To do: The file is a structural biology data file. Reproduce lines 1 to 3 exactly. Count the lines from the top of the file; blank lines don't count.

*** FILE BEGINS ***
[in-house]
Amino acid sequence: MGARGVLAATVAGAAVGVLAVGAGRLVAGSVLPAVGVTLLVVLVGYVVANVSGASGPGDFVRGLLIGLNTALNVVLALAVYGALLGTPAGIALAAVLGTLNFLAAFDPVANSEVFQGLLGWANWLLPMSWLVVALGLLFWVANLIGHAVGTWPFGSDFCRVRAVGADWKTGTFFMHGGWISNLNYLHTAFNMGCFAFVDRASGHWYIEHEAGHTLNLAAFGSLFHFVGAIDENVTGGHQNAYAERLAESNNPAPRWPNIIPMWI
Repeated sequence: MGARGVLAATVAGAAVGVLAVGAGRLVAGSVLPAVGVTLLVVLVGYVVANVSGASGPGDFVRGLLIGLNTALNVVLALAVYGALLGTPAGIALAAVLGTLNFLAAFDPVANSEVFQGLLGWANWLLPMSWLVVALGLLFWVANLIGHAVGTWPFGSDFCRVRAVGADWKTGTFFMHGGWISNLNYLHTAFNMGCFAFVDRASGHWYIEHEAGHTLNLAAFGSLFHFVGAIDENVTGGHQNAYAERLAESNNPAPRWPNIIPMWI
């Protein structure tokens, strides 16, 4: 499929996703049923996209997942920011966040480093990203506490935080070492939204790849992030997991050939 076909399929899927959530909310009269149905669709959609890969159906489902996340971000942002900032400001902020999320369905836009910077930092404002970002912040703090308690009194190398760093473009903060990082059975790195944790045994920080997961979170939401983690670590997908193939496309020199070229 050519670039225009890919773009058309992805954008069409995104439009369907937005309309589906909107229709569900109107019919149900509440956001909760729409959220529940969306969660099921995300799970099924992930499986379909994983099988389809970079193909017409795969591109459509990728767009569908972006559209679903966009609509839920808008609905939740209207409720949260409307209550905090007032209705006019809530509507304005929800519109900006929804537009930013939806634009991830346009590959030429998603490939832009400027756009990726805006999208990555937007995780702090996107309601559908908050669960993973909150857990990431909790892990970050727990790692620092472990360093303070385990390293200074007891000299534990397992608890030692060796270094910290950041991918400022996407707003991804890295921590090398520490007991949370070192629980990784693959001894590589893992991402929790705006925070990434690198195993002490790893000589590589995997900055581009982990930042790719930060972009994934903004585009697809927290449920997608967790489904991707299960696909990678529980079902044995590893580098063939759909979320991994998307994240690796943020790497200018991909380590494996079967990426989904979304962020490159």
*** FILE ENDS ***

[in-house]
Amino acid sequence: MGARGVLAATVAGAAVGVLAVGAGRLVAGSVLPAVGVTLLVVLVGYVVANVSGASGPGDFVRGLLIGLNTALNVVLALAVYGALLGTPAGIALAAVLGTLNFLAAFDPVANSEVFQGLLGWANWLLPMSWLVVALGLLFWVANLIGHAVGTWPFGSDFCRVRAVGADWKTGTFFMHGGWISNLNYLHTAFNMGCFAFVDRASGHWYIEHEAGHTLNLAAFGSLFHFVGAIDENVTGGHQNAYAERLAESNNPAPRWPNIIPMWI
Repeated sequence: MGARGVLAATVAGAAVGVLAVGAGRLVAGSVLPAVGVTLLVVLVGYVVANVSGASGPGDFVRGLLIGLNTALNVVLALAVYGALLGTPAGIALAAVLGTLNFLAAFDPVANSEVFQGLLGWANWLLPMSWLVVALGLLFWVANLIGHAVGTWPFGSDFCRVRAVGADWKTGTFFMHGGWISNLNYLHTAFNMGCFAFVDRASGHWYIEHEAGHTLNLAAFGSLFHFVGAIDENVTGGHQNAYAERLAESNNPAPRWPNIIPMWI